It's not her hubby's passion but Chloe Boyd is comfortable in the knowledge she can always bank on his support.
"It comes in handy when he needs to move his bags of plaster," she says with a grin, of husband Reuben, a Napier plasterer.
Boyd, a powerlifter since February this year, is off to the five-day nationals in Christchurch from Wednesday.
The 32-year-old is competing in her maiden New Zealand championship and will represent the Central Districts team, aptly dubbed the "Green Machine".
For the final-year Eastern Institute of Technology sport and recreation degree student, the sport is a tangential exodus from the humdrum of everyday routine.
"For a mother and a wife, it's the only area I don't have to compromise," she says. "It's just you versus the weight."
Her maternal and spousal instincts, for example, demand her family must come first. That is, to find a modicum of balance in her domestic habitat.
"I missed breakfast today. I wanted to have it but I had to take Lotte to school so getting her hair done was more important than eating," says the mother of Charlotte, 4, Ella, 6, and Noah, 10.
Conversely, her family now compromise to enable her to participate in her sport.
"It takes Reuben a heck of a lot more home responsibility than he used to," says Boyd, leaving her husband with the kids when she competes and trains at weekends in Wellington.
Her mother, Marian Smale, back from Northland, is a godsend.
"She's an enthusiastic powerlifting supporter now and extremely proud of me."
The strapping stature of her parents meant Boyd had to come to terms with her physical attributes.
"Growing up in the farm, I was always a big girl - not fat.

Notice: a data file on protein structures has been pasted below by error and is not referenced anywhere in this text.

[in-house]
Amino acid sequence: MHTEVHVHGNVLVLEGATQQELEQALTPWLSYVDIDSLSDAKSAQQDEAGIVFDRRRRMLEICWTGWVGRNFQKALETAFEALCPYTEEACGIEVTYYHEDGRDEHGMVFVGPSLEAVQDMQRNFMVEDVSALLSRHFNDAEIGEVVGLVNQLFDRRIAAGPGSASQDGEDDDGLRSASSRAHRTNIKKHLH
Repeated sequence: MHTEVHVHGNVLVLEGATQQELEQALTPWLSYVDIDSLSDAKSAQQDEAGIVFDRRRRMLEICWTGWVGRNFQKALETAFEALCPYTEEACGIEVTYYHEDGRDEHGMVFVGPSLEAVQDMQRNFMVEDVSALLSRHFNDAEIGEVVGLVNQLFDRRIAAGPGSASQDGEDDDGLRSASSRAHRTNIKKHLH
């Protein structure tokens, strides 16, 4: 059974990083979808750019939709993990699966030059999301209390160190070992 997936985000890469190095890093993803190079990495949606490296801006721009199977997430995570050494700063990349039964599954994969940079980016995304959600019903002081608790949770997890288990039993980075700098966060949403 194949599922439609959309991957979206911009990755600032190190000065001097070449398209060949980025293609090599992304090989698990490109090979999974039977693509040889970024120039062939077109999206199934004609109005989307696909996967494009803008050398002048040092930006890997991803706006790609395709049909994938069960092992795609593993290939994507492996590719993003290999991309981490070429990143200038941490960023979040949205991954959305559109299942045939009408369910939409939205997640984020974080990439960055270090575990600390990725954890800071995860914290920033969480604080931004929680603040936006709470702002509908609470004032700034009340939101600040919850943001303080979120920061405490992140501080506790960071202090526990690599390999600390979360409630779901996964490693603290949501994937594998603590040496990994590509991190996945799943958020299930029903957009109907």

"I was always big-leg Chloe."
The tomboy persona was the ideal faade to disguise her perceived sense of lack of femininity.
"I seldom wore skirts and I was always self-conscious about my legs.
"At 32, I guess, I'm finding comfort in my skin."
Her appraisal of her legs extends to discovering she can do things with a part of her anatomy she never imagined she could.
"I squat 125kg. That's a lot of weight for a girl to carry."
Powerlifting entails back squat, bench press and deadlift.
Last year she was lifting weights geared towards bodybuilding.
She reckons objectivity and subjectivity is the difference between the two codes.
"Bodybuilding is subjective because the outcome of the competition comes down to someone else's opinion of your physique.
"I'm not bashing bodybuilding because it's an incredible sport but I love to eat."
That is not to say she doesn't adhere to a dietary regime.
"I've always been a little odd, quirky. I haven't found something that fills my mould but in powerlifting I fit in very well.
"It's about being better than yourself compared with the last time you lifted."
Late that year, she received a phone call to marshal at a strongman competition at the Hawke's Bay Anniversary Day Show.
"I was helping out powerlifters and the guys thought I was built for it as a solid girl," says the woman who used to train with rugby blokes.
In December she went to the Angel's Gym (now HB Fitness Centre) in Hastings.
She found traction with a group of blokes who call themselves "The Monsters of the East" and travel as a team.
"The second you join powerlifters, you gain a family. They are such a tight group."
Weighing 80kg, Boyd is a "raw lifter" in the Open under-84kg division.
"I like to sit a little under 84kg so that in the last week I can have some carbos," says the woman who trains five times a week but managed 11 a week earlier in the year.
"I do split training and I never starve myself."
The nationals is an opportune time for her to establish PBs and be among the powerlifting extended family.